Mystique to me is just science I don’t yet understand.  And the science which makes fennel special is really cool.  That overwhelming flavor comes from anethole, an unsaturated ether which measures 13 times sweeter than sugar.  And because anethole is less soluble in water than ethanol, it makes anise-flavored liquors milky and opaque when mixed with water.  This Ouzo Effect is a case of science spawning culture and ritual.  In this case resulting in artwork, specialized glasses, spoons, and antiques.  The collector in me swoons!  The legacy of it being hallucinogenic is entirely false, however the hypothesis is that cheaply made absinthe in the 19th century had toxic additives and color enhancements which fueled the lore.  (Humans adding toxic additives and chemicals to increase profits and thereby sell a dangerous product to an unwitting and less affluent demographic?  Imagine that!)

But yet I’ve been hesitant all these years to try absinthe.  I have never cared for licorice before, and have always turned down anise-flavored food and drink.  Really…  all this talk about making sure The Child tries new things, and here I am having never tried it before?  Note to self:  I ought set a good example and rectify this deficiency soon!  If for no other reason than the chemistry is so darn nifty.  But I digress…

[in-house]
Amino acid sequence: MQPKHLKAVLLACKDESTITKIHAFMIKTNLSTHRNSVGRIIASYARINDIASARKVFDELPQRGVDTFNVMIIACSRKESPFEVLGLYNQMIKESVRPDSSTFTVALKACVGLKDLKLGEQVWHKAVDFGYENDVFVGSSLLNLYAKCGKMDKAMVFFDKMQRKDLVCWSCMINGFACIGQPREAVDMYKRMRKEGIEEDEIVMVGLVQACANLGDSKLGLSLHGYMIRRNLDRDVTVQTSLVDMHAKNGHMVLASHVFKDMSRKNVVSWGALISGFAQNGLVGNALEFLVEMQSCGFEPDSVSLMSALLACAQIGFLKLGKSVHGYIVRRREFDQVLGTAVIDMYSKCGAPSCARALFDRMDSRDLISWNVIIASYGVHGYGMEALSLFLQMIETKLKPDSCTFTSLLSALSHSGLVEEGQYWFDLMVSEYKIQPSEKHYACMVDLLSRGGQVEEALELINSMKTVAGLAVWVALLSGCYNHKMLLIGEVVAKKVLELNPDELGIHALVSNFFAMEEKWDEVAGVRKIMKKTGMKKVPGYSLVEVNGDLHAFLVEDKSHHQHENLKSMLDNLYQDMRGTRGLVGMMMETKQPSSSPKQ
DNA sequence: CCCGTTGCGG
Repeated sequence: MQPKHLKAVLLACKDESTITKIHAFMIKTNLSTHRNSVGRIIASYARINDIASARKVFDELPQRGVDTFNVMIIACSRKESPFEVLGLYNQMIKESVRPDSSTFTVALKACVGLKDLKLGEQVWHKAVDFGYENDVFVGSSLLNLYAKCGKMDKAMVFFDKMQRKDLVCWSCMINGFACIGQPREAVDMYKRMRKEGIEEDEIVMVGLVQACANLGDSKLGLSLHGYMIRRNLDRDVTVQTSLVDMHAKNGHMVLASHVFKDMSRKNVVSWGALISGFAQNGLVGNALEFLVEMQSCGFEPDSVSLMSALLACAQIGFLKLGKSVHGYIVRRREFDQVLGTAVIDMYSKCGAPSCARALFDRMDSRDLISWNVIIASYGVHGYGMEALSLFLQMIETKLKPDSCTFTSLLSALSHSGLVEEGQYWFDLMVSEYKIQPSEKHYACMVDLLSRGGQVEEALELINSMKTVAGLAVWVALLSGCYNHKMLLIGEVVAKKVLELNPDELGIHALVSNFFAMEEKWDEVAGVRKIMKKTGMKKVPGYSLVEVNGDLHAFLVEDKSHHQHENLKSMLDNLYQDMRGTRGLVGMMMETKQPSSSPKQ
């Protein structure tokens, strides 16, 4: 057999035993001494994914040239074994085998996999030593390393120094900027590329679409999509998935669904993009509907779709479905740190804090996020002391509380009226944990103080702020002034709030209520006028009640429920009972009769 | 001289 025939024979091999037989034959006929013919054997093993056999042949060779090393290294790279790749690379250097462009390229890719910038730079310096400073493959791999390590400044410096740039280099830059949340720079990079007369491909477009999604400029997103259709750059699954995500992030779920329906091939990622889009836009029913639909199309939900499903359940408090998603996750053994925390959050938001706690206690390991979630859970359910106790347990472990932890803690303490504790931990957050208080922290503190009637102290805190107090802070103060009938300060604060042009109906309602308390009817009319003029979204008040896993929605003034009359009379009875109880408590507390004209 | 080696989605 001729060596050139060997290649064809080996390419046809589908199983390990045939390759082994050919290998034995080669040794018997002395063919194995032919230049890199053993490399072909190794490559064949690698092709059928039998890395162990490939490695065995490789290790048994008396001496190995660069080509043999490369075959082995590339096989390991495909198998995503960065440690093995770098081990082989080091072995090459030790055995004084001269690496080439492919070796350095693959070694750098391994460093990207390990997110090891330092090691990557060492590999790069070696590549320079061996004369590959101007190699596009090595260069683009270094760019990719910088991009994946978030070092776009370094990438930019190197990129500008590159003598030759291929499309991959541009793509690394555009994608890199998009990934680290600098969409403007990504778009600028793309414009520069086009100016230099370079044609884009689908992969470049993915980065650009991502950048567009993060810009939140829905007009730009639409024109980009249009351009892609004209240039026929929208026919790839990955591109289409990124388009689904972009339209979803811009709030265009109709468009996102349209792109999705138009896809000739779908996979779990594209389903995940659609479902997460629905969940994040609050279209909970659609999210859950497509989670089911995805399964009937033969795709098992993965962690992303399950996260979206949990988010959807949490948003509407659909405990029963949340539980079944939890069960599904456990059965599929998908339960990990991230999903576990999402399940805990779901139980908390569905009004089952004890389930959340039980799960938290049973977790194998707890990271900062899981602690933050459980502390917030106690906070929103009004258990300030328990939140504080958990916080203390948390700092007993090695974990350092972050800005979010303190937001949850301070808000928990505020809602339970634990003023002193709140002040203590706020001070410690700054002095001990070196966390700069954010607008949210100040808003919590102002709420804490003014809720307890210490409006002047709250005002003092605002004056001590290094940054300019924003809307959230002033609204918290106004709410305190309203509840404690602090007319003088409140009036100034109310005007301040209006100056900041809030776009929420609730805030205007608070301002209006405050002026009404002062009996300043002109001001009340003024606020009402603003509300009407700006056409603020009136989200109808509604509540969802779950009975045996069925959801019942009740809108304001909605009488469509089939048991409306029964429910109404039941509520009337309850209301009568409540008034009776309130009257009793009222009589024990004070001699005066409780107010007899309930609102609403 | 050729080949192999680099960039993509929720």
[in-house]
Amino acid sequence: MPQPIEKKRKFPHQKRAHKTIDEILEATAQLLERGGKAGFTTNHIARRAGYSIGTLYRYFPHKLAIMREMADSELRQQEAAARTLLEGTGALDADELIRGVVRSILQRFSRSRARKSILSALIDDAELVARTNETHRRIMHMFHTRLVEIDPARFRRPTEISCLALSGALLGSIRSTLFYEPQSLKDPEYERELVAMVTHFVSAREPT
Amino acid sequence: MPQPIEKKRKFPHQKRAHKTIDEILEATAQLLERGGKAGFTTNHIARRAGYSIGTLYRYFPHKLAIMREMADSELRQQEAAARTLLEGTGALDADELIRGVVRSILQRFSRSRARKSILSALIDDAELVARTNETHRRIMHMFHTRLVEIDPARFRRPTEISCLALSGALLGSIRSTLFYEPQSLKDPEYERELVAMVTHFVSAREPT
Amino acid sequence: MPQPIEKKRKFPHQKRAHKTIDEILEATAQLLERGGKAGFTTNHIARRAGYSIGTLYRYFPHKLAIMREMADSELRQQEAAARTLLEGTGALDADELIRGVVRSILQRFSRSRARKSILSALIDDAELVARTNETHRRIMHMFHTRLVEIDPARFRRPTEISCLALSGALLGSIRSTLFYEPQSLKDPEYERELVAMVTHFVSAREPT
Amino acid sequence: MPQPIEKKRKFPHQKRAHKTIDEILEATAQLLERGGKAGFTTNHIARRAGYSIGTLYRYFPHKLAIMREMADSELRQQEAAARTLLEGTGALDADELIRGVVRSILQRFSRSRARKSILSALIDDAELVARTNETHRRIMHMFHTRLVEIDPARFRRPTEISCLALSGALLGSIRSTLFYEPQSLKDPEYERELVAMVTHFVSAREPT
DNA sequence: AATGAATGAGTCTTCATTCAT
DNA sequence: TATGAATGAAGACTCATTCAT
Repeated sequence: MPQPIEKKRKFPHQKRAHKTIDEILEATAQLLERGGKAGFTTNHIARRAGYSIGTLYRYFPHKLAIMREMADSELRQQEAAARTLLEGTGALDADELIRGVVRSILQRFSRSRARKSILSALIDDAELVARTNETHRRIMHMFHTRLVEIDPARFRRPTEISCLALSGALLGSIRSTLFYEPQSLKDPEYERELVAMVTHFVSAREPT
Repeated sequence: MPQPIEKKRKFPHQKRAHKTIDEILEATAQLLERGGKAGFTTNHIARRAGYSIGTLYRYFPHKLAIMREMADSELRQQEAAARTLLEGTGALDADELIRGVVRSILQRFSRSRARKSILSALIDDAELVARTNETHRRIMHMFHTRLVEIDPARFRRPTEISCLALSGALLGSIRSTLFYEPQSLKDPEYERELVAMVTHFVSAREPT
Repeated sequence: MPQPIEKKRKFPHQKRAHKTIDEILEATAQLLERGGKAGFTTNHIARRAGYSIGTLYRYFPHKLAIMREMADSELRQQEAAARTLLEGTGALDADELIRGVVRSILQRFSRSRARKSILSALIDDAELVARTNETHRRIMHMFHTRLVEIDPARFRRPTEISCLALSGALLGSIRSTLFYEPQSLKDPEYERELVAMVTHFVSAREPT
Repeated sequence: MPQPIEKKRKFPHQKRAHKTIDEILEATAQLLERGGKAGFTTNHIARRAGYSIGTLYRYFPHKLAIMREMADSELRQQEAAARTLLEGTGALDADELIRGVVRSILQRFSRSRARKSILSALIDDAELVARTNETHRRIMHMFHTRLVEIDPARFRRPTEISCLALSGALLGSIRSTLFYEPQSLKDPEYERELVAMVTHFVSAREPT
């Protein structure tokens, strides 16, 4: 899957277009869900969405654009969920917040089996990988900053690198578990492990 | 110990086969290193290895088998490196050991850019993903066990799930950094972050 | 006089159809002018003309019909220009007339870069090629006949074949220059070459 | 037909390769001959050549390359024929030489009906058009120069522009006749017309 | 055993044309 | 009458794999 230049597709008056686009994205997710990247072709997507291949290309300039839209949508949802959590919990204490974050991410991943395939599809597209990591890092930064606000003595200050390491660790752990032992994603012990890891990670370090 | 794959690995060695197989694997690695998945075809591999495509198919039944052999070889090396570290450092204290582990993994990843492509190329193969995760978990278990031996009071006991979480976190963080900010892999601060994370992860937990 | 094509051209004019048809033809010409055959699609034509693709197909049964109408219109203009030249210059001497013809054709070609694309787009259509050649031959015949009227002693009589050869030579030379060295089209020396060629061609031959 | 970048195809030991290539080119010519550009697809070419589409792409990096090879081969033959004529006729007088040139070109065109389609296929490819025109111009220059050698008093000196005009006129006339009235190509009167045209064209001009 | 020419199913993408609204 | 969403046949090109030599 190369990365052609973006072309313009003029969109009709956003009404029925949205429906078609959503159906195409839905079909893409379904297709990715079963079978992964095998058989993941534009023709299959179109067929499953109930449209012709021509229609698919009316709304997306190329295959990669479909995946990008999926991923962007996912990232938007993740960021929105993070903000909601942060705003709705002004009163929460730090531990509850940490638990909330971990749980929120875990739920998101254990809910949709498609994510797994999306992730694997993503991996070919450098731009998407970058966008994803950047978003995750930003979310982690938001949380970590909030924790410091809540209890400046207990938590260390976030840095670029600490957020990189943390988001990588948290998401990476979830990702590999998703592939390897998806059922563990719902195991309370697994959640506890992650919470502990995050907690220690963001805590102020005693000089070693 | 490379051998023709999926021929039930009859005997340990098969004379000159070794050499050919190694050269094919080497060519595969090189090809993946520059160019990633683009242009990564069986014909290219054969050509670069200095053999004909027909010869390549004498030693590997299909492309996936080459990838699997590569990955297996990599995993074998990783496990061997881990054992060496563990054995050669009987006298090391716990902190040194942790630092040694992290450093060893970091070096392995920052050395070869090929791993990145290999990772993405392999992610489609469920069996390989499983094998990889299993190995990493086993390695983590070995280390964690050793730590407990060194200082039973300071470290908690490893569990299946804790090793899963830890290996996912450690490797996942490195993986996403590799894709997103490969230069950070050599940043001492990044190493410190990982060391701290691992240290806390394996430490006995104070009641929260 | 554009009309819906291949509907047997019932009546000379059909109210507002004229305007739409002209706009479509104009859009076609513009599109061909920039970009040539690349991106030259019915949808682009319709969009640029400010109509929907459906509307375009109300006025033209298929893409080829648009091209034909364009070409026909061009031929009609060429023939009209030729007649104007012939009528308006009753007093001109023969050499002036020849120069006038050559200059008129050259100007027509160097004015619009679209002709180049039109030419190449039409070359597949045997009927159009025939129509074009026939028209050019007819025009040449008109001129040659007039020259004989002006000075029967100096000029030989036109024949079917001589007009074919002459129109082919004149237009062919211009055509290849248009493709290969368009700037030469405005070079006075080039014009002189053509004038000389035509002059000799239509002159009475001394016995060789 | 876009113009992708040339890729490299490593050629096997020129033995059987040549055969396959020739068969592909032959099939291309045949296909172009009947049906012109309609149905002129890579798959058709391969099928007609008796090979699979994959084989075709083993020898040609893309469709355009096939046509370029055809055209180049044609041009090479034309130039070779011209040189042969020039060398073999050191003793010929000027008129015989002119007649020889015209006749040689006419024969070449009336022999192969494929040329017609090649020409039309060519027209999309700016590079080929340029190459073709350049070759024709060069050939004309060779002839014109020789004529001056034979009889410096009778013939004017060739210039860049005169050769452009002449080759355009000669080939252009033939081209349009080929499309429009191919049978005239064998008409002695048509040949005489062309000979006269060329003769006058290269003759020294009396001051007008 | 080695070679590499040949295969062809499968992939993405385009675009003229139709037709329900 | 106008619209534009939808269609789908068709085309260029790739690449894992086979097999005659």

"Absinthe Drinker" by Viktor Oliva

Fennel has a glorious history.  It has unique flavors and chemistry which have infiltrated centuries of human history.  It’s done pretty well for itself.  So at the very least I should learn to cook it!  In my previous attempts, I was clearly missing something.

…try, try again.

A friend recently offered a tip.  Steam it a bit.  Instead of just sauteing, hit it with a cooking liquid of some kind, slap the cover on, and let it go all translucent.  So I did just that.  I used the spicy vegetable broth I had made the day before.  And after giving it 15 minutes, took the cover off and tasted.

It was a bit soupy yet, and terribly white and bland looking, but it tasted really, really good!  I left the cover off and simmered most of the soupiness away.  At this point it I intended to let it caramelize a bit while figuring out what the heck to serve it with.  In the 15 minutes it took the quinoa to cook, the mush had reduced to more of a mash.  A colorless and ucky looking, but incredibly tasty, mash.  A little sprinkle of frozen chopped spinach (frozen peas would have also worked) and it had some color.  Sort of.  Who cares…  fennel finally tasted awesome and The Child had seconds!  She in fact chose to mix it in with her quinoa and eat them together.

This is exactly the kind of side dish that works well for an infant or toddler.  It is already nearly baby food as it is, but give it an extra whirl in the blender if necessary.  I remember sitting down with The Child to feed her dinner while we ate, and she was always thrilled when we offered her a taste of something off our plates.  Sometimes she wanted more of what we had, and sometimes she would return to the baby food options we had started with.  It instilled the family habit of The Child trying anything offered really early, but it never could have happened without us all sitting down for dinner together.